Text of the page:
Texas Woman Suffers from Rare Wasting Disease Yet Stays Upbeat

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The world today was introduced to 21-year-old Lizzie Velasquez, a woman with a rare genetic condition that prevents her from gaining weight despite 60 small meals a day adding up to between 5,000-8,000 calorie diets. The doctors are not 100% sure of her condition, but believe it to be Neonatal Progeroid Syndrome, a condition that not only causes wasting, but also an elderly appearance due to accelerated aging.

Miss Velasquez, a communications student from Austin, Texas, was born four weeks prematurely at 2 pounds 10 ounces. The doctors found there was minimal amniotic fluid protecting her in the womb. Today, she must eat every 15-20 minutes just to keep her energy levels up. "I eat small portions of crisps, sweets, chocolate, pizza, chicken, cake, doughnuts, ice cream, noodles and pop tarts all day long, so I get pretty upset when people accuse me of being anorexic," she says.

Today she stands 5 feet 2 inches tall and weighs 56 pounds. Ideal weight for a female her height is approximately 110 pounds. "I weigh myself regularly and if I gain even one pound I get really excited," said Miss Velasquez, who wears size triple zero clothes. She is also blind in one eye and has limited vision in the other.

Lizzie is part of a genetic study run by Professor Abhimanyu Garg MD at the University of Texas Southwestern Medical Center in Dallas. Dr. Garg has diagnosed her with Neonatal Progeroid Syndrome, or NPS.

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NPS, also known as Wiedemann-Rautenstrauch Syndrome, is an autosomal recessive disorder characterized by accelerated aging and lipodystrophy (abnormal loss of adipose tissue) from birth. Those with the condition have extreme intrauterine growth retardation, poor postnatal weight gain, and have characteristic progeroid features, including a triangular, old-looking face with a beak shaped or pinched nose. Other features include pseudohydrocephalus (enlarged head), prominent veins especially of the scalp, and sparse scalp hair.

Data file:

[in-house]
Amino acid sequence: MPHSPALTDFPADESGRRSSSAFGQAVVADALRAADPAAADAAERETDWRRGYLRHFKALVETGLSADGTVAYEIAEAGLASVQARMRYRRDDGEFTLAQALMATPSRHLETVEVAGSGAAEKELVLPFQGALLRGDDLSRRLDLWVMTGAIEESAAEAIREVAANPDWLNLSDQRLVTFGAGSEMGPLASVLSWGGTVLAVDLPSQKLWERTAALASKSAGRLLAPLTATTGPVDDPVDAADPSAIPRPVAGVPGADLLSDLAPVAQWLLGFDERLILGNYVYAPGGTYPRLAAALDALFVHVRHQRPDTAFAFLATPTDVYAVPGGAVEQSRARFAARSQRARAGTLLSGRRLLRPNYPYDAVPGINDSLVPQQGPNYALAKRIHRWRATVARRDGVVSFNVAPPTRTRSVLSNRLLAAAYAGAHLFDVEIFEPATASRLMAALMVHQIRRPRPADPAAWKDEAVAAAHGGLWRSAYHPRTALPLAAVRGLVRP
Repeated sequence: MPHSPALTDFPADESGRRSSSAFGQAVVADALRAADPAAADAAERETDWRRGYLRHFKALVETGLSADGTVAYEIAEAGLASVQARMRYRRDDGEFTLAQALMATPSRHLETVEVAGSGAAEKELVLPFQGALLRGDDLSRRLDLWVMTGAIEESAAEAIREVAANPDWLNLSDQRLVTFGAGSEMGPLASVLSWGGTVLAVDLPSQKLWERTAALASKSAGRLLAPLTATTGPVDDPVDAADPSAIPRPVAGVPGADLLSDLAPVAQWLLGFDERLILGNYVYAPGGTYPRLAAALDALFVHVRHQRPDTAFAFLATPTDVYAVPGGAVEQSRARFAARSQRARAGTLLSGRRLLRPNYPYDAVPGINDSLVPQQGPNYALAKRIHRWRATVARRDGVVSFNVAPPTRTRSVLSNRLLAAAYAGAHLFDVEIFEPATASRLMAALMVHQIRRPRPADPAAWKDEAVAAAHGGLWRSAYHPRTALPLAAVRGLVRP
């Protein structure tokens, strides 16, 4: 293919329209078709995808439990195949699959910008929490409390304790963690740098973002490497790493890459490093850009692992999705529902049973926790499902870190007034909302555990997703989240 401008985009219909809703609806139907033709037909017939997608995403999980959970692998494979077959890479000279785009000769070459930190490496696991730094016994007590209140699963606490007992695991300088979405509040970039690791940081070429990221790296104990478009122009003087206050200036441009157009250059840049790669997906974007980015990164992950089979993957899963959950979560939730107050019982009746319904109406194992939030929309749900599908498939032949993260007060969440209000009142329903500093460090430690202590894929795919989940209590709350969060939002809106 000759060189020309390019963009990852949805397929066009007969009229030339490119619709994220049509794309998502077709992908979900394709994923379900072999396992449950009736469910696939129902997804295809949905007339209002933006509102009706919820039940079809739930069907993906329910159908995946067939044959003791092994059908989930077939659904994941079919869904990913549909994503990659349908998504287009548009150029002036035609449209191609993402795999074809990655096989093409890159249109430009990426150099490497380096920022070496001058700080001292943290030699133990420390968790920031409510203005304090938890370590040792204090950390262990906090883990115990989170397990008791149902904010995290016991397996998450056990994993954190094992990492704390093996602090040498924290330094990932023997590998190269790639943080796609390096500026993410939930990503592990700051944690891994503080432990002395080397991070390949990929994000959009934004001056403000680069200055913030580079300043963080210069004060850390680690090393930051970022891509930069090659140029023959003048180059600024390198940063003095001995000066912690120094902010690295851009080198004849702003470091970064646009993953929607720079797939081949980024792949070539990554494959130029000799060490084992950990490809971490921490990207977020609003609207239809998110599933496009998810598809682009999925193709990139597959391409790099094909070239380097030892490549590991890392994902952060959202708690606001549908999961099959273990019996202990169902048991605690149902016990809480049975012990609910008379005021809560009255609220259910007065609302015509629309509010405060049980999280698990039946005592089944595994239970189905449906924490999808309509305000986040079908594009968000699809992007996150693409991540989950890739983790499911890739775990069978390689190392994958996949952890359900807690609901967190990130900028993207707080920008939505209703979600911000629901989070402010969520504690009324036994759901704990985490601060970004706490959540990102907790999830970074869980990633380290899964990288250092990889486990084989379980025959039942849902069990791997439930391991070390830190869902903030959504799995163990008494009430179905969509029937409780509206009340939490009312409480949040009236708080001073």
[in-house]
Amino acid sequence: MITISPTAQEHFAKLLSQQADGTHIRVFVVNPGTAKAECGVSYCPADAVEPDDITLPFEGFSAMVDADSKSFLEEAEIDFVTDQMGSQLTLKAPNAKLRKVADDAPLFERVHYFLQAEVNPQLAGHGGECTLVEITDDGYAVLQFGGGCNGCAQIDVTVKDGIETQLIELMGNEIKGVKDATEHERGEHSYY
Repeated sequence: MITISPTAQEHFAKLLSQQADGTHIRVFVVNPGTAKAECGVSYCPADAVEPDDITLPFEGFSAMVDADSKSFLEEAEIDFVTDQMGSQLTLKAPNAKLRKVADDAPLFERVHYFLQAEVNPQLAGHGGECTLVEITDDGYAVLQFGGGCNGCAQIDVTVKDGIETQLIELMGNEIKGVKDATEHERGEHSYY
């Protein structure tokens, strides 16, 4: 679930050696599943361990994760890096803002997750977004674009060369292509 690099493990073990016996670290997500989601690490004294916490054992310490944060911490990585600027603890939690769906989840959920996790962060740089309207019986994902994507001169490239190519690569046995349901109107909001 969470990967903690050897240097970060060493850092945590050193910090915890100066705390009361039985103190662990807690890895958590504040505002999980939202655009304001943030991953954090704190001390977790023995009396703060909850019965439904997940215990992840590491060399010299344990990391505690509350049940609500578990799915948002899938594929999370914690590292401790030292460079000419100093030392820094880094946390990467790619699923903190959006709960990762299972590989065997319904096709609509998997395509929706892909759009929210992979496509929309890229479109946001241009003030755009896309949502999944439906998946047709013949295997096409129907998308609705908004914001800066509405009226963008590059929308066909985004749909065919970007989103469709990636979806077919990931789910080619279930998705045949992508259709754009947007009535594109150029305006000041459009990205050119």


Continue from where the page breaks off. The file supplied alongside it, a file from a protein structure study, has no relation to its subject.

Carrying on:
One study, presented in the journal Pediatrics and Neonatology, suspects a DNA repair defect is involved in the pathogenesis of the disorder.

Dr. Garg says, "We cannot predict what will happen to Lizzie in the future as the medical community has yet to document older people with NPS. However Lizzie is lucky to have healthy teeth, organs and bones so the outlook is good. We will continue to study her case and learn from her."

Despite her condition, Lizzie Velasquez is very upbeat and has not let a disability keep her back. She was a cheerleader and is currently attending college. She has also helped write a book about her experiences, which is due to be released in September. She hopes to one day become a motivational speaker.

"People have asked me if I had a miracle or a chance to change the way I look, I honestly know I would never do that," she wrote. "God made me the way I am for a reason and I would never change that. I lead a normal life as much as possible and deal with the bumps in the road as they come along with my head held high and a smile on my face!”

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Comments

Great article. My two eldest sons have a rare neurological disease that is fatal but I couldn't imagine what she has to experience everyday.